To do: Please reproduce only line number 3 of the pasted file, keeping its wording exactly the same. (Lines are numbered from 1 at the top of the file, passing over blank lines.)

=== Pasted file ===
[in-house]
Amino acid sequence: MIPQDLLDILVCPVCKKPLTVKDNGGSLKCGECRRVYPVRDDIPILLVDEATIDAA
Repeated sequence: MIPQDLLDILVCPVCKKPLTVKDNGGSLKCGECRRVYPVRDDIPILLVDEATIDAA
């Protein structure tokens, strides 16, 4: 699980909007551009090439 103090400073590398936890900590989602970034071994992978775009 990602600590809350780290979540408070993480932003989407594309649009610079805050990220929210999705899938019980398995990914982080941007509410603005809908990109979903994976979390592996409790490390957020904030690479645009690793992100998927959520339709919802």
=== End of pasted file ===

Repeated sequence: MIPQDLLDILVCPVCKKPLTVKDNGGSLKCGECRRVYPVRDDIPILLVDEATIDAA